Hi, Everyone! Sorry I didn’t get any book reviews posted in April. I’ve been up to my eyeballs in editing the next Marcia Banks and Buddy mystery.
Cover Reveal Coming Soon!!
But here are three books I’ve read recently that I think are worthwhile.
The two best things about this book were the setting and the main character’s grandmother.
Travel-guide writer, Giò Brando has returned to her Italian hometown to lick her wounds after her relationship with a long-term boyfriend falls apart. Although she doesn’t do a lot of wound-licking…maybe because she gets caught up in a murder investigation right away.
Someone has been crushed in their car by a falling rock, and Giò is the first to find the body. Turns out the rock was intentionally dislodged and all the drivers who were near there that morning are on the suspect list. While the police are wading through them, Giò decides to do her own investigating. (Her relationship with the local police, for better or worse, is a bit unrealistic, but I tend to let that slide in cozies.)
The story is well-developed and I didn’t suspect the true culprit until near the end. The descriptions of the setting and the food are great, but I felt that the characters weren’t as fully developed as they could be. I had some trouble relating to them.
I think this was partly because the dialogue sometimes felt a bit stilted. The author is a native speaker of Italian, and her grasp of English (British-style) is excellent. But I’m thinking it’s harder to write natural sounding dialogue in something other than one’s first language.
I’ve now read Book 2 with the same reaction. Loved the story and the setting, but this time, I felt some of the other characters were better developed than Giò, especially her sister and the grandmother. The latter is my favorite kind of female character—an older, no-nonsense woman with a deep love for her family.
Murder On the Road gets 4 fingerprints.
I had decided that I wouldn’t review these books; I don’t do negative reviews. I know how hard it is to write a good book, so I’m not going to dis someone else’s efforts.
Then I decided to lay it all out about this series and let you all decide for yourselves.
I read the 99-cent prequel novella, Shades of Grayson first, and enjoyed it.
Author Grayson Cleary attends a writers’ conference in Canada where he is on the short list for a prestigious award. Instead he wins the “prime suspect” award in a murder case. Helped by a blind writer and his seeing-eye poodle, his new girlfriend, and a ghost, Grayson attempts to clear his name and almost ends up a ghost himself.
I was prepared to give this story four, maybe four and a half fingerprints. It’s well written, the characters are well drawn, and the setting is realistically portrayed (I’ve been to a few of these conferences). Plus the plot has some interesting twists. A lot is packed into 160 some pages.
I liked it so much, I bought Book 1 in the series. In this story, Grayson is a supporting character, a resident at a permanent writers’ retreat at an old castle in Scotland. While this concept, a permanent writers’ retreat (I’d never heard of them and a quick internet search says they’re rare), was both intriguing and a bit of a credibility stretch, again the story is well written. The setting and characters are described in such a way that you feel like you are there with them, negotiating the labyrinth of stone hallways in the old castle and enjoying the fabulous view of the nearby loch.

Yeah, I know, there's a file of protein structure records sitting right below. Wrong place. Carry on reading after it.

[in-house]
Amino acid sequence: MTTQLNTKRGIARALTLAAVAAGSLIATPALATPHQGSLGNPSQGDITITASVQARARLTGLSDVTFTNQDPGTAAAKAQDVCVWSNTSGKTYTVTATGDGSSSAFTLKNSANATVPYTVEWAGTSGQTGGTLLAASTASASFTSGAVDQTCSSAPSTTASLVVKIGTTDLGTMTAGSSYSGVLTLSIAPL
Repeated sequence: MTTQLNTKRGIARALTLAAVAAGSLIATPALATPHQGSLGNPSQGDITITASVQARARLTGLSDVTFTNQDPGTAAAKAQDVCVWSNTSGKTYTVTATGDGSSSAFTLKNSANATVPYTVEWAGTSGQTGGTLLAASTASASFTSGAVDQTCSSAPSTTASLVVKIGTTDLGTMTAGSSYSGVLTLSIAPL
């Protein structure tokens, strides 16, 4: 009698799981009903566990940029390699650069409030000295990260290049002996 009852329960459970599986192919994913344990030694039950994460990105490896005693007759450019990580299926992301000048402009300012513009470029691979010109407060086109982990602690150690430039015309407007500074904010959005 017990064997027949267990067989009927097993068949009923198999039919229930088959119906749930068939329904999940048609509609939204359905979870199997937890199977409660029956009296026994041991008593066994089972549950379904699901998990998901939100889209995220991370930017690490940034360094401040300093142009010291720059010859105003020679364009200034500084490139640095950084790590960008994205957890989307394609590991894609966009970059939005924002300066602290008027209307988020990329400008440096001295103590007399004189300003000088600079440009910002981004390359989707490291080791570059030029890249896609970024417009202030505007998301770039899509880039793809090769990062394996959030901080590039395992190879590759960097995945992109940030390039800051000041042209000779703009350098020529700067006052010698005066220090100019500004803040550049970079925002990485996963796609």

The story has great twists and turns, plus a resident ghost (I love ghost stories, especially when the ghosts are friendly). I was planning on giving it at least 4 fingerprints, until I got to the ending.
Without spoiling anything, let’s just say that not all the questions of who, how and why were completely answered. The ending was semi-satisfying but left enough loose ends to make it a borderline cliffhanger.
I loathe cliffhangers, but I know some people like them, or at least don’t mind them. At first I wasn’t going to read Book 2, on principle. But the characters and especially the interesting setting lured me back and I’ve purchased Book 2.
I’ll give you an update after I’ve read it.
In the meantime, Grayson’s story gets 4 fingerprints.
And Dark Night, Dead Knight gets 3 ½. (If you don’t mind semi-cliffhangers, it’s a 4-fingerprint read.)
I’d suggest trying out the prequel to see if you like the writing, then decide from there about the other books.
This is a rather unusual mystery. Think Clan of the Cave Bear meets Nancy Drew.
Enga Dancing Flower is a young Neanderthal woman, wrongly accused of murdering her tribe’s leader, who was also her own foster mother.
For a while, the in-fighting in the tribe and between the remaining elders, plus their quest for food, which is getting scarcer as the Ice Age approaches, seem to take precedent over finding the Hama’s killer.
Things don’t drag, however, as the author does a good job of world-building, drawing the reader into the tribe’s story. And when Enga herself is accused of the murder and banished from the tribe, she becomes highly motivated to find out what really happened.
There are several interesting twists near the end, and a satisfying ending. My only complaints are the lack of an explanation of the motivation behind one character’s actions (part of a subplot) and some confusion about the timeline of the past (how old the various characters are in relation to Enga). But neither of these significantly impacted my enjoyment of the story.
I have downloaded the next book in the series to continue to follow Enga’s saga, and I understand that Book 3 is in the works. I recommend this story, nominated for Best Historical Mystery in the 2014 Agatha Awards, with 4 ½ fingerprints.
That’s it for this round, folks. Happy reading!